During the darkest days of the early part of the pandemic, when infection rates were rising and vaccines were in the future, I was a struck by a quote from United Airlines CEO Scott Kirby.
Kirby was quoting Winston Churchill, actually, during an October 2020 United Airlines earnings call. It went like this:
Today, what we're expressing is not a shift from pessimism to optimism, as much as it is an expression of confidence in the future.
There's a great quote that I love ... from Winston Churchill ... over two years before the end of World War II ...
"This is not the end. It is not even the beginning of the end. It is, perhaps, the end of the beginning."
And I think that is the moment we're at now at United Airlines. ... we'll look back at this as the turning point. The light at the end of the tunnel is a long way away. But this is the turning point.
Fast-forward 19 months. United Airlines is apparently now convinced that this is the end, as Churchill would have put it.
- As Exhibit A, let's take the plans United Airlines announced this week, expanding its transatlantic flights. United will now fly across the Atlantic Ocean more than all other U.S. airlines combined, and will have 25 percent more transatlantic flights than it did before the start of the pandemic.
- As Exhibit B, United Airlines' Boeing 767-400 aircraft will have their business class interiors upgraded to feature the airline's Polaris class pods, as reported by airline site The Points Guy, instead of more outdated business class seats.
New destinations and increased routes for United Airlines will include destinations in Jordan, Portugal, Norway, and Spain, along with increased flights from the U.S. to Munich, Zurich, Nice, London, Cape Town, Milan, Dublin, Frankfurt, Rome, and Ghana.
I want the airlines to succeed because I'm an American, and they're important to the economy, and I like travel. Still, I don't have a personal stake in their outcomes. I mean that literally; I don't invest in the travel industry, since I write about it so much.
(Frankly, that's not much of a sacrifice, since all four of the big publicly traded airlines are down from when I first started writing about them more than five years ago.)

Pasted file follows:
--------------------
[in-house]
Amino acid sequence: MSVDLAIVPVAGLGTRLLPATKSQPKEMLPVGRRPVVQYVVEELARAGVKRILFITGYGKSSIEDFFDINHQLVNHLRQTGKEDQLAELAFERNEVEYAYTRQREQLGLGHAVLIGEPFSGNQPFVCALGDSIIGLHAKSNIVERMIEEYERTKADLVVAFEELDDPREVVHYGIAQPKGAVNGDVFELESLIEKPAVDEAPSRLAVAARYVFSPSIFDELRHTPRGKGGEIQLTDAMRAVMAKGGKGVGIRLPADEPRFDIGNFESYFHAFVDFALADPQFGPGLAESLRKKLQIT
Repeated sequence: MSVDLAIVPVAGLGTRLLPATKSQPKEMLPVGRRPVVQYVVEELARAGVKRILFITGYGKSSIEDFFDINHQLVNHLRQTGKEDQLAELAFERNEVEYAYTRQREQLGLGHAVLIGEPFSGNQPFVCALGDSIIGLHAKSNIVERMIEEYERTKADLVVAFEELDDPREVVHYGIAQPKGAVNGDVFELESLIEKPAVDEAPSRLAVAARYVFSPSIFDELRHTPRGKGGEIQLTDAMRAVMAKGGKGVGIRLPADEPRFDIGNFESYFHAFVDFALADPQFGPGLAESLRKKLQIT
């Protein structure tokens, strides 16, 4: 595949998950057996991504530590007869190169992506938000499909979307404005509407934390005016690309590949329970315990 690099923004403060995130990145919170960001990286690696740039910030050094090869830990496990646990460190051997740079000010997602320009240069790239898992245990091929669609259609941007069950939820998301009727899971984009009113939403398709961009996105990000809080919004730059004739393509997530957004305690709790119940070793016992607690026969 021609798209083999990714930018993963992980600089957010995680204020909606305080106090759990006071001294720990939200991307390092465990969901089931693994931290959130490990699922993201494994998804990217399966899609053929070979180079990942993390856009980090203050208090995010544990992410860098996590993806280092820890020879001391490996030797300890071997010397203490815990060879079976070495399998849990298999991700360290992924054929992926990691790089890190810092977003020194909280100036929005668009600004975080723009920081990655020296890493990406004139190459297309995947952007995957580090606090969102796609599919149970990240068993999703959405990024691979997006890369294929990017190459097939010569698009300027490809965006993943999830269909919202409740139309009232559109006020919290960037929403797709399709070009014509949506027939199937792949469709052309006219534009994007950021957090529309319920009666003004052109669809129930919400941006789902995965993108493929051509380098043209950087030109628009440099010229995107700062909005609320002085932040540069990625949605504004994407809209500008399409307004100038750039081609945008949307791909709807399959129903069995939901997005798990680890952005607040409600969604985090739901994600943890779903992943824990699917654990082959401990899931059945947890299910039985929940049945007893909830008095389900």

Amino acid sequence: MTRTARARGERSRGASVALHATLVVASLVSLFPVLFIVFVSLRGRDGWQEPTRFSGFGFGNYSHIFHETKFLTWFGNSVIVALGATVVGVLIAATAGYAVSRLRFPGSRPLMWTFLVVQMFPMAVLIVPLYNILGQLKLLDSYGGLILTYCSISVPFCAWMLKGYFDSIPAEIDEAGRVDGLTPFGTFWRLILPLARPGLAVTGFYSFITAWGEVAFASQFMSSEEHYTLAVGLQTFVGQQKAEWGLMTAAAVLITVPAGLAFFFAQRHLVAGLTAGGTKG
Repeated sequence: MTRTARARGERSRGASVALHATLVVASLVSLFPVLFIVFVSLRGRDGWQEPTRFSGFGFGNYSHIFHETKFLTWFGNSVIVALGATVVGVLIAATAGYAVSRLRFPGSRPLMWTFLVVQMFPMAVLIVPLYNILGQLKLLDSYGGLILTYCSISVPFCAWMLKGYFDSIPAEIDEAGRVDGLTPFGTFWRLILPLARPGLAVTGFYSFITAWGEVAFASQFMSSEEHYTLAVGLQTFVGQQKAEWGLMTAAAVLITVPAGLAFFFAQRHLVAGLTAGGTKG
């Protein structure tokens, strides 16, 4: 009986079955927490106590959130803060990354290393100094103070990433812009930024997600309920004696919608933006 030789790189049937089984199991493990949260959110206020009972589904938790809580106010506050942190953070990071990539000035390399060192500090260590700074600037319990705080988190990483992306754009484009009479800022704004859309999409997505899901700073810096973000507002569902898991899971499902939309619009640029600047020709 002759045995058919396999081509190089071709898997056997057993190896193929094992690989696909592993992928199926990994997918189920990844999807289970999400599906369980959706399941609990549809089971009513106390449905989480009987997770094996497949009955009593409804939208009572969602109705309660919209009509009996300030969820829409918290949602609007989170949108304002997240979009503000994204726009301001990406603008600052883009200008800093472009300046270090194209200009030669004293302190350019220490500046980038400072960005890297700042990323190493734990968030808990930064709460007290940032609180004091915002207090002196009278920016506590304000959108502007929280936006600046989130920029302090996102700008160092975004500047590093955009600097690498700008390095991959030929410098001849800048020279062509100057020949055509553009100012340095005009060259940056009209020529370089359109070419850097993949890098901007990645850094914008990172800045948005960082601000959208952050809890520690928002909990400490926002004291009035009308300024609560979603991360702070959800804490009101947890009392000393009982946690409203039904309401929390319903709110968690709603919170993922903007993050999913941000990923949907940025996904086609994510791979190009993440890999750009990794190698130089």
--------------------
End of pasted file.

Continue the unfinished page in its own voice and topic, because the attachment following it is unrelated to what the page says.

I follow big airlines like this closely and write about them because of the real-time case studies that they offer to people running almost any kind of business.
It's wonderful, actually: They're all publicly traded commodity companies, with an army of analysts, investors, and journalists covering their every move.
This week's announcement brings with it a big lesson, and it has to do in part with that point about pessimism and optimism that Kirby made back in October 2020. I think you can track how Kirby's rhetoric as a leader changed over time:
- First, sure enough, I found him pessimistic, even a bit gloomy, at least compared with other airline CEOs in the early days.
- Then, he explicitly made a point about being a realist--even as he became an early and clear advocate for strict policies like employee vaccine mandates.
- Now? If actions speak louder than words, I think the only word that justifies this kind of aggressive expansion is in fact "optimism," both that this summer will be one of the biggest in the history of air travel, and that the pandemic is either over or close to over.
And that's really the big takeaway here. Sure, there are some strategic and tactical decisions that led United Airlines to make its expansion announcements this week -- things like its decisions during the pandemic on how many aircraft to put in storage until demand returned, or the priority it puts on getting landing rights at various airports.
But the simple truth is that a CEO has just one single, powerful tool that he or she can use to lead change, and that tool is the ability to create culture.
We hear it so often that it can sound like a cliché--but as I write in my free e-book Flying Business Class: 10 Rules for Leaders From the U.S. Airlines, the reason a lot of things become clichés in business is that they're actually true.
As a leader, you create conditions with rhetoric and policy, in the hope that decisions big and small will reflect that culture.
That's why, perhaps, you choose to quote someone like Churchill at the darkest point of a crisis, and it's why, perhaps, you go big with expansion plans when you reach the beginning of the end.
And it's maybe why another Churchillian quote seems so apt at this moment, from 1954: "I am an optimist. It does not seem too much use being anything else."